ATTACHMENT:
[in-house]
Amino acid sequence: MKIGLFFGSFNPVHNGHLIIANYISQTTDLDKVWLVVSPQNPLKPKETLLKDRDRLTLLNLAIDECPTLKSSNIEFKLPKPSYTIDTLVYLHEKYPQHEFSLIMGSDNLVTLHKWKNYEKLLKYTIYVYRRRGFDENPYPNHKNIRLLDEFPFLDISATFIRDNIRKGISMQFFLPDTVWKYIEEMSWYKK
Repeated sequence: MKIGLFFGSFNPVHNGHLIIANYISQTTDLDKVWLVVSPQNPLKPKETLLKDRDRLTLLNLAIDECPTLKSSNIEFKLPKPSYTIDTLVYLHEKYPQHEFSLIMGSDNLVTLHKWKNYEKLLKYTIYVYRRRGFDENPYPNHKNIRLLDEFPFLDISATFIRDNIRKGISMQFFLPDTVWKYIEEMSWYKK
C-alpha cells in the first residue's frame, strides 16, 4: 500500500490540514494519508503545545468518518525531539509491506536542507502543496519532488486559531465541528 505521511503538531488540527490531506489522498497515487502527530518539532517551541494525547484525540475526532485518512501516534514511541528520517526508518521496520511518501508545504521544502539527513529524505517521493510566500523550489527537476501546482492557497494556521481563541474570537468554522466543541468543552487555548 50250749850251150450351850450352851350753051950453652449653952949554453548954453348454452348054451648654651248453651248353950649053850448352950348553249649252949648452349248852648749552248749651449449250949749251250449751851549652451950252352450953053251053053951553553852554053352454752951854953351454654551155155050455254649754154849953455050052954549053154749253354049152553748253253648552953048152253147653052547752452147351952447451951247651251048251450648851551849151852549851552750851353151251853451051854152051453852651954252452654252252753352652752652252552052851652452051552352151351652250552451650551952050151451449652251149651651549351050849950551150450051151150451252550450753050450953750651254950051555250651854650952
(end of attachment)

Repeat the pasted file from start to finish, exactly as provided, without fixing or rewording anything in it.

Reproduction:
[in-house]
Amino acid sequence: MKIGLFFGSFNPVHNGHLIIANYISQTTDLDKVWLVVSPQNPLKPKETLLKDRDRLTLLNLAIDECPTLKSSNIEFKLPKPSYTIDTLVYLHEKYPQHEFSLIMGSDNLVTLHKWKNYEKLLKYTIYVYRRRGFDENPYPNHKNIRLLDEFPFLDISATFIRDNIRKGISMQFFLPDTVWKYIEEMSWYKK
Repeated sequence: MKIGLFFGSFNPVHNGHLIIANYISQTTDLDKVWLVVSPQNPLKPKETLLKDRDRLTLLNLAIDECPTLKSSNIEFKLPKPSYTIDTLVYLHEKYPQHEFSLIMGSDNLVTLHKWKNYEKLLKYTIYVYRRRGFDENPYPNHKNIRLLDEFPFLDISATFIRDNIRKGISMQFFLPDTVWKYIEEMSWYKK
C-alpha cells in the first residue's frame, strides 16, 4: 500500500490540514494519508503545545468518518525531539509491506536542507502543496519532488486559531465541528 505521511503538531488540527490531506489522498497515487502527530518539532517551541494525547484525540475526532485518512501516534514511541528520517526508518521496520511518501508545504521544502539527513529524505517521493510566500523550489527537476501546482492557497494556521481563541474570537468554522466543541468543552487555548 50250749850251150450351850450352851350753051950453652449653952949554453548954453348454452348054451648654651248453651248353950649053850448352950348553249649252949648452349248852648749552248749651449449250949749251250449751851549652451950252352450953053251053053951553553852554053352454752951854953351454654551155155050455254649754154849953455050052954549053154749253354049152553748253253648552953048152253147653052547752452147351952447451951247651251048251450648851551849151852549851552750851353151251853451051854152051453852651954252452654252252753352652752652252552052851652452051552352151351652250552451650551952050151451449652251149651651549351050849950551150450051151150451252550450753050450953750651254950051555250651854650952